Authorities said Bricker threatened to mug a homeless man for his identity.
By BOB JACKSON
VINDICATOR COURTHOUSE REPORTER
YOUNGSTOWN -- A judge denied a city man's bid for fewer restrictions in a psychiatric hospital.
David Bricker, 38, was found innocent by reason of insanity six years ago in the 1990 killing of his girlfriend, 40-year-old Jane Reed.
The shooting occurred at a Fifth Avenue halfway house where both Bricker and Reed lived.
At one time, Bricker was ruled mentally incompetent to stand trial. He was given treatment and eventually was deemed competent. He was declared innocent by reason of insanity in June 1996.
Bricker has been confined to psychiatric institutions since then and is at Northcoast Behavioral Health Center in Northfield.
Doctors there recommended that his security status be changed to allow him freedom to leave the hospital campus for supervised trips like going to movies, dinner, sporting events or lectures.
Patrick Pochiro, assistant Mahoning County prosecutor, objected to the change, arguing that Bricker is a flight risk and presents a threat of harm to the public if he's allowed to leave the campus. A hearing on the matter was Wednesday.
Until April, Bricker was allowed to move freely around the hospital grounds without supervision. He could not leave the facility except for medical services that are not available at Northcoast.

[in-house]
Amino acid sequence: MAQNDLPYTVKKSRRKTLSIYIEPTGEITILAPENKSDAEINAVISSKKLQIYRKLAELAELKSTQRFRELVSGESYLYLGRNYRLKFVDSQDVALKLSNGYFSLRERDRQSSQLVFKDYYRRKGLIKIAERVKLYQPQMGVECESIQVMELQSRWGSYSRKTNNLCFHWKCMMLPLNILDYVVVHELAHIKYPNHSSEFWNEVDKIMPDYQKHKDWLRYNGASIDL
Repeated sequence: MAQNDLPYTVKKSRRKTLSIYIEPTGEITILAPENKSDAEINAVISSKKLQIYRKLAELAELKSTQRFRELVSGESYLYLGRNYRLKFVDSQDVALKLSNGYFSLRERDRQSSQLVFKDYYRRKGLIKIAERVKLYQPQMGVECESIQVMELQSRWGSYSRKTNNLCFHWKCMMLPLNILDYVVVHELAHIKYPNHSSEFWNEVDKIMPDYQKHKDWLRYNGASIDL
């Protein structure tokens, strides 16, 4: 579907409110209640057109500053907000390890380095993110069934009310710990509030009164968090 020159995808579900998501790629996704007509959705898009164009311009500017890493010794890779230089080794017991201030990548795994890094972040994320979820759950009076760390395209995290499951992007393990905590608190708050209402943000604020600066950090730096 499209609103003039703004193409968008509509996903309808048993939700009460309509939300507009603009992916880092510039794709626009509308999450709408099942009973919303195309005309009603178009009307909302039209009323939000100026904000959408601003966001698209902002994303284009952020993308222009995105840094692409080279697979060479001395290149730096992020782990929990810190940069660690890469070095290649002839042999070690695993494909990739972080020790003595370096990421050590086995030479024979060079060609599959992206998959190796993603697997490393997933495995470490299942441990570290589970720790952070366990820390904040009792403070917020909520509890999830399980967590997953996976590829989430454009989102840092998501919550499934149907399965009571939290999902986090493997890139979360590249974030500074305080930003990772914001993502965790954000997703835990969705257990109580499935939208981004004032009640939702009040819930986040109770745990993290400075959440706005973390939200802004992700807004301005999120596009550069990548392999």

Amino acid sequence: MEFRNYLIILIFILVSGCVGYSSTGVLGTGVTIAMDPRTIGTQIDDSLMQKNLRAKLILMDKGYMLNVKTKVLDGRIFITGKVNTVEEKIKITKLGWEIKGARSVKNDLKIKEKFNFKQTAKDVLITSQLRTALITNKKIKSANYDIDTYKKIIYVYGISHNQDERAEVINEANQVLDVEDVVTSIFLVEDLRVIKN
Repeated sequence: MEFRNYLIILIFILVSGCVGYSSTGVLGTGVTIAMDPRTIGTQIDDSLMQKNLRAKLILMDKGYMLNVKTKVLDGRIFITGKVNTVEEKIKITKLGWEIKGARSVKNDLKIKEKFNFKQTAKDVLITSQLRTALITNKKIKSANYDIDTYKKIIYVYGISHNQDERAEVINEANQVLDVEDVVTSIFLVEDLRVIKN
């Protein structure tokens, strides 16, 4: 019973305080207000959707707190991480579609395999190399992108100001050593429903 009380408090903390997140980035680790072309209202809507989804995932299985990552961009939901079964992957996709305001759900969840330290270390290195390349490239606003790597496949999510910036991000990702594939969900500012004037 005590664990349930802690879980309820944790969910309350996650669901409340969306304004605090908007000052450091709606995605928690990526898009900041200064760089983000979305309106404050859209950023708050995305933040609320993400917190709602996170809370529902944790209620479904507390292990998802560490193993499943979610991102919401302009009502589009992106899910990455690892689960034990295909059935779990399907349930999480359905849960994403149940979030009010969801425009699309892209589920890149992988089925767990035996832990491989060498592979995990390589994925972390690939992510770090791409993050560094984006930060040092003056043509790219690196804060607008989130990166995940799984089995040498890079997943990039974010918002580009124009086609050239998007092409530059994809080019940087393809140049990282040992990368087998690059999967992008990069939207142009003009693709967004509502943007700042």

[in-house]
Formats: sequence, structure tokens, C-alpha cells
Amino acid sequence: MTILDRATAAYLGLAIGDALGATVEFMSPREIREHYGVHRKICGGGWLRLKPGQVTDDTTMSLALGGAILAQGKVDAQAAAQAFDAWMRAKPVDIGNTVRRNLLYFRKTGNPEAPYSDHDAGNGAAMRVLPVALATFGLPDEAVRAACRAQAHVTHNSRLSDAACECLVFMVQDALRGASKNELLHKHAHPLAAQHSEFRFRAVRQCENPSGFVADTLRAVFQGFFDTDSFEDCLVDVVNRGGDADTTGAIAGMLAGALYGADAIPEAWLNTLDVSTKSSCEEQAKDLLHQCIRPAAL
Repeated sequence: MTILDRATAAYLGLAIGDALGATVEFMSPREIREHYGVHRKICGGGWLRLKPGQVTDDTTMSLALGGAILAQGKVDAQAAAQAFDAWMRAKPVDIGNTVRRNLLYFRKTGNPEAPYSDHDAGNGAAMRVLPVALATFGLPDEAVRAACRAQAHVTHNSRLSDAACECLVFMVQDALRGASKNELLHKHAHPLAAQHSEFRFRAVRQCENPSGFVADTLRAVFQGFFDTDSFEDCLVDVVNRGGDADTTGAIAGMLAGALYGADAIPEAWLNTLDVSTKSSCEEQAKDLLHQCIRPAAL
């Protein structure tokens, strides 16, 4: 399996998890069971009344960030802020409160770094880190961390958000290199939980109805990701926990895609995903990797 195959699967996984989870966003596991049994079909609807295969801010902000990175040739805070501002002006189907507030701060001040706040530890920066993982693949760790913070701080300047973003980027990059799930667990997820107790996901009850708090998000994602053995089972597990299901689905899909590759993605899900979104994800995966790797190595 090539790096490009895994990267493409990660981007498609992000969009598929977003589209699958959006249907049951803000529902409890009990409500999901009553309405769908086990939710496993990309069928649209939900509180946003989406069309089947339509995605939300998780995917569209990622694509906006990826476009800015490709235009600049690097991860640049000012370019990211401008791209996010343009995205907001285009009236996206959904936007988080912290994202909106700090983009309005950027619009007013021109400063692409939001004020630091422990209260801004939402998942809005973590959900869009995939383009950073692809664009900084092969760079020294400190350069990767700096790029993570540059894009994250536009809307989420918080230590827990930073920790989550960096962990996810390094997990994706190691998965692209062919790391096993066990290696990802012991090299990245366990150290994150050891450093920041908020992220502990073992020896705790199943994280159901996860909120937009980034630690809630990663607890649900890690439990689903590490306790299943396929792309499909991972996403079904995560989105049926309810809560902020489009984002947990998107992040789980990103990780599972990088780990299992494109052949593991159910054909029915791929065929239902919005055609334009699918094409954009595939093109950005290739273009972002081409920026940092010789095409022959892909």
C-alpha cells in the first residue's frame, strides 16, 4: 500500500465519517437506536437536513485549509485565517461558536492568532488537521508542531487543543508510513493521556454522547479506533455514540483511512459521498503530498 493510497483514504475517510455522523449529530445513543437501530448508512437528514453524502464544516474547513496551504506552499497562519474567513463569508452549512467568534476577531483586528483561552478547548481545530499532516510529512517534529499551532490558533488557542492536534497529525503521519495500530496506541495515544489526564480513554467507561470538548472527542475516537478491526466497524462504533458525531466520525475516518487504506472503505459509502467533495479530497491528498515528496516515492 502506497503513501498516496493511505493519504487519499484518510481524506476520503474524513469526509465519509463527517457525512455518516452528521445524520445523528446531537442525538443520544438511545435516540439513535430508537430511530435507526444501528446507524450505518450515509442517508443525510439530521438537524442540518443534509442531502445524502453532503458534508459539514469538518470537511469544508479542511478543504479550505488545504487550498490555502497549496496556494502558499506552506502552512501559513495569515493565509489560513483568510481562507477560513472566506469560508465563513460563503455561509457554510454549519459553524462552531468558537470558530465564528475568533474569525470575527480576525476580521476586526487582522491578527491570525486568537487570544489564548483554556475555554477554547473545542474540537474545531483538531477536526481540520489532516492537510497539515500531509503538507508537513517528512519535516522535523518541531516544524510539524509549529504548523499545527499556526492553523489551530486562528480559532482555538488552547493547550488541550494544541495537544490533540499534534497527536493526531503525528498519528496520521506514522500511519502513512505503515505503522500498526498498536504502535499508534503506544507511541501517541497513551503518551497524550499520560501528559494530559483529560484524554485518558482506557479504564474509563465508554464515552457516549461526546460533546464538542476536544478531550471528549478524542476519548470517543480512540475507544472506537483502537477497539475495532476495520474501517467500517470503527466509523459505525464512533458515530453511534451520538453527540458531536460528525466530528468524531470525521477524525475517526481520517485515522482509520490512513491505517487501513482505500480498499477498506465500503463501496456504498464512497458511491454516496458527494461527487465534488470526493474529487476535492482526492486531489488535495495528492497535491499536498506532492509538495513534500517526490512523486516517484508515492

He was placed under tighter restrictions in April after telling forensic monitor Linda Blum that instead of using his spending money for items in vending machines, he was hoarding it because he planned to escape the hospital.
Blum said Bricker also had told other patients that once he fled the hospital, he intended to mug a homeless person and steal his identification, allowing him to travel without the stigma of the insanity label and the murder charge.
Under cross-examination by defense attorney Louis DeFabio, Dr. Jagdish Mude of Northcoast said he'd seen no evidence that Bricker intended to escape or that he'd be a threat to society. Mude did say that Bricker has a history of manipulating hospital staff and that he'd fled from another psychiatric hospital in 2000. Authorities found him in California and brought him back.
That, and the threat to mug a homeless person, persuaded Judge R. Scott Krichbaum of common pleas court to deny the request for more liberties.
He allowed Bricker to be restored to his previous status of being unsupervised on campus but would not go along with the supervised trips away from the hospital.
"It would be irresponsible for this court to allow such privileges under conditions that presently exist," the judge said.